medwireNews: Babies born with low levels of vitamin D may be at increased risk for multiple sclerosis (MS) in later life, suggests research.
“[O]ur results may provide important information to the ongoing debate about vitamin D for pregnant women,” lead researcher Nete Munk Nielsen (Statens Serum Institut, Copenhagen, Denmark) said in a press statement.
Nielsen and colleagues used the Danish Newborn Screening Biobank of dried blood spot samples to measure the vitamin D levels of 521 people who went on to develop MS compared with those of 972 people of the same gender and birth date who did not.
Patients with MS had an average serum 25-hydroxyvitamin D (25[OH]D) level as neonates of 33.0 nmol/L versus 35.9 nmol/L for those without MS. When stratified into quintiles, the risk for MS was reduced by a significant 47% for those in the highest (≥48.90 nmol/L) versus the lowest (<20.74 nmol/L) quintiles, and by 41% after taking into account parental ethnicity, gestational age, and birthweight.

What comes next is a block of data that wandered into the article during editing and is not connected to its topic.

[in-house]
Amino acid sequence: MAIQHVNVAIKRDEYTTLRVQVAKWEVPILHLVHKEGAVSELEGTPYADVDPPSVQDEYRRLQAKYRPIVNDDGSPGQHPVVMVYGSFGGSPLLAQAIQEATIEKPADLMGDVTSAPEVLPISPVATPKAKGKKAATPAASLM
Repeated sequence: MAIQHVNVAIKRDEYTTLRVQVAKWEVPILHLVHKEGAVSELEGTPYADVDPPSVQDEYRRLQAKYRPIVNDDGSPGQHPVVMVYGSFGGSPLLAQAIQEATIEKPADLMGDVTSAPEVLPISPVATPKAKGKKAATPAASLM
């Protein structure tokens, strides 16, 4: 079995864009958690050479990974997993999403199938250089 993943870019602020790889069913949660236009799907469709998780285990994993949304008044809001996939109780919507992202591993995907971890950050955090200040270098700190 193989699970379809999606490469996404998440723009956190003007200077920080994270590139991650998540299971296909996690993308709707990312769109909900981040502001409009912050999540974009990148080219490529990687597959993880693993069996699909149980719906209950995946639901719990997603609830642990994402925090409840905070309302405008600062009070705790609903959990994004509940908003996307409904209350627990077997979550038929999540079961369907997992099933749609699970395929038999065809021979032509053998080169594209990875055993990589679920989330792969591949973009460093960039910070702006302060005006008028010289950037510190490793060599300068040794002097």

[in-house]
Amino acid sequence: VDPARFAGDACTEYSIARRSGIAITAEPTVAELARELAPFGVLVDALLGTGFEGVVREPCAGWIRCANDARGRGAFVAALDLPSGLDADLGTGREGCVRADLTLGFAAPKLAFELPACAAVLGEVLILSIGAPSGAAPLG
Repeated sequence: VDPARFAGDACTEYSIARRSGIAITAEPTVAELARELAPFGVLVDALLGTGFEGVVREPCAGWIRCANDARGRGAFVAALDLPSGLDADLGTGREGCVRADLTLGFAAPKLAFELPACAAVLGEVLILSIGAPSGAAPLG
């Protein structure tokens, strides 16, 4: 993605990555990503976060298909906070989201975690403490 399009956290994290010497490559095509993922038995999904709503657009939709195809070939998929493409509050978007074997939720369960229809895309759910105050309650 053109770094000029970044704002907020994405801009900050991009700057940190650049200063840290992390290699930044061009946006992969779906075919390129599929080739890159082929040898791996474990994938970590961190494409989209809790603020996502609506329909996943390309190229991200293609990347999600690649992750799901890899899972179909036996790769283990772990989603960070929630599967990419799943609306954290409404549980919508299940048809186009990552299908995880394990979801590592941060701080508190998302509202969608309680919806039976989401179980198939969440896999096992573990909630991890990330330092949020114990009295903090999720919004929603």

The researchers note in Neurology that more than 40% of children overall had deficient 25(OH)D levels, at below 30 nmol/L, and with each 25 nmol/L increase in levels, the adjusted risk for MS was 26% lower. But there was no significant difference in risk between those with insufficient (30–<50 nmol/L) and sufficient (≥50 nmol/L) levels.
They believe the findings have “importance for public health,” but caution that the young age of the majority of the participants, at 30 years or younger, limit generalization of the findings to individuals with disease onset at older ages.
Ruth Ann Marrie (University of Manitoba, Winnipeg, Canada) and Martin Daumer (Sylvia Lawry Centre for Multiple Sclerosis Research, Munich, Germany) agree in a related editorial that “these findings suggest opportunities for prevention,” given the frequently low serum 25(OH)D levels in people from temperate climates.
But they add that “it is unclear, as the authors note, whether the present findings reflect a protective effect of higher vitamin D exposure in utero, or related behaviors that lead to higher vitamin D exposure later in life.”
Nielsen and team conclude that “[t]his uncertainty notwithstanding, the high global prevalence of hypovitaminosis D among pregnant women and the fact that increasing maternal vitamin D levels is likely to reduce the mother’s risk of MS as well as her offspring’s provides a rationale for universal vitamin D supplementation in pregnancy.”
By Lucy Piper
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